High Court bats away challenge to privilege of ‘without prejudice’ costs letters

High Court: imaginative suggestion

High Court: imaginative suggestion

‘Without prejudice’ correspondence between law firms on the costs of a complex dispute between mosquito net manufacturers was protected by privilege and not admissible in court, the High Court has ruled in a case with combined costs of £4.6m.

Iain Purvis QC, sitting as a deputy judge of the Chancery Division, commented that given the “vast sums at stake”, the issue of costs was “obviously of great importance to both sides”.

However, he rejected an “imaginative suggestion” by the defendant company, Bestnet Europe, that an initial ‘without prejudice’ offer was subject not to joint privilege, but to a “unilateral privilege belonging to the writer of the letter”.

Judge Purvis said, even without case law, it was “plain from first principles that a rejection of a without prejudice offer (without making a counter-offer) is not admissible in evidence.

“No such rejection could be given in evidence in isolation, that is to say without also providing the initial offer as well (indeed the entire chain of correspondence).”

The judge rejected a further argument by Bestnet that the claimants had waived their privilege by claiming indemnity costs, which raised the issue of the conduct of the parties and asserting in their skeleton argument on costs that their own conduct was “not to be criticised”.

Judge Purvis said he could not see how claiming indemnity costs was inconsistent with the claimants continuing to assert privilege.

“The position would obviously be different if the claimants were seeking to rely on some aspect of the defendants’ conduct in the ‘without prejudice’ discussions, but they are not”.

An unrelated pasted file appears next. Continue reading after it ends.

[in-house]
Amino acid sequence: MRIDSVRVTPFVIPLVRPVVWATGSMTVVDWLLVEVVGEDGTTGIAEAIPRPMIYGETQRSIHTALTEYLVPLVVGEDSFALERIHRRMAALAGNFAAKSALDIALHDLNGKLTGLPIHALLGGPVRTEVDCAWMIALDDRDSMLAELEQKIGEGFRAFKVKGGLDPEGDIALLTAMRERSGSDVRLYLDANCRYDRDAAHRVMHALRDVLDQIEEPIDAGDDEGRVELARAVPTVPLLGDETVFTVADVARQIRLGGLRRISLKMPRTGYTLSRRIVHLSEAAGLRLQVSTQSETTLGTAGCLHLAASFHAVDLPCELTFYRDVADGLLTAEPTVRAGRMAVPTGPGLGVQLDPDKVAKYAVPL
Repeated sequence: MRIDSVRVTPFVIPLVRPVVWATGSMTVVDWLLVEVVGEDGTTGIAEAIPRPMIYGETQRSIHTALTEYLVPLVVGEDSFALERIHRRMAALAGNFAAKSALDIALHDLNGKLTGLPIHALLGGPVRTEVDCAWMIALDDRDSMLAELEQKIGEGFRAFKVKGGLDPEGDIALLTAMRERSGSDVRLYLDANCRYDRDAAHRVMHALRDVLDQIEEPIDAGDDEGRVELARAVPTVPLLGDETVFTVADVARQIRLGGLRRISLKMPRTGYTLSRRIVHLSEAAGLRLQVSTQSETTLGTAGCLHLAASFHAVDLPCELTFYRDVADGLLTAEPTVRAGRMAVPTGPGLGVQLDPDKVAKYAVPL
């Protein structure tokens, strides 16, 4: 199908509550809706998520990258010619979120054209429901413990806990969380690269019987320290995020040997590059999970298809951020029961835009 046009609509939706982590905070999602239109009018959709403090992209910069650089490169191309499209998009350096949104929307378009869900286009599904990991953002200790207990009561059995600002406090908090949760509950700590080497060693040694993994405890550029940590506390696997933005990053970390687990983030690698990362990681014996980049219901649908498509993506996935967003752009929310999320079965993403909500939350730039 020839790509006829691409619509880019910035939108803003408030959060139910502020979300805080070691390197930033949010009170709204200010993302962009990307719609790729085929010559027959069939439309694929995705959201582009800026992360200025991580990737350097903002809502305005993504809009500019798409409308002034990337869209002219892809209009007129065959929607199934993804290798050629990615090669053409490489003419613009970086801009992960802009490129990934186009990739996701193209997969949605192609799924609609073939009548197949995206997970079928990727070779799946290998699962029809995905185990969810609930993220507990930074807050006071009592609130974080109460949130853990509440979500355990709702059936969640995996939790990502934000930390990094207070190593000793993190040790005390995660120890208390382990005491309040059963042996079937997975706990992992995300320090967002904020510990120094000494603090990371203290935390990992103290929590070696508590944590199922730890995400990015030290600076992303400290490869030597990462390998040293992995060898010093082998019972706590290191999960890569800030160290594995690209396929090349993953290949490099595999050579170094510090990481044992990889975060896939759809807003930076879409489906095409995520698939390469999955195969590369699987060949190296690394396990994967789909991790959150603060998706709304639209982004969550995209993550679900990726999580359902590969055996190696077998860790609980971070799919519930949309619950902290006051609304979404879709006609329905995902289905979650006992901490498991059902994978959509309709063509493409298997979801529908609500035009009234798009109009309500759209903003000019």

The judge added that the claimant’s comment that their own conduct was “simply counsel’s summary of the finding he would like the court to make based on the evidence it has heard and seen”.

Judge Purvis said: “Since the court has heard and seen no evidence about the ‘without prejudice’ negotiations, this statement therefore cannot be taken as making any assertion about the claimants’ conduct in those negotiations.

“It is thus impossible to see how it can have implicitly waived the privilege attaching to those negotiations.”

The court heard in Vestergaard Frandsen and others v Bestnet Europe and others [2014] EWHC 4047 (Ch) that the claimants applied to strike out paragraphs in a witness statement filed by the defendants referring to ‘without prejudice’ communications.

The claimants originally claimed $48m in damages for misuse of confidential information in a case which went all the way to the Supreme Court, before the High Court, in October last year, awarded $600,000, around £385,000, in damages.

Judge Purvis said the claimants’ bill for costs came to £3.2m and the defendants’ bill to £1.4m. During ‘without prejudice’ negotiations the defendants offered to pay £3m in costs and damages or £2.9m just for costs. The second offer was later withdrawn.

The judge granted the claimants’ application for an order striking out references to the ‘without prejudice’ correspondence.

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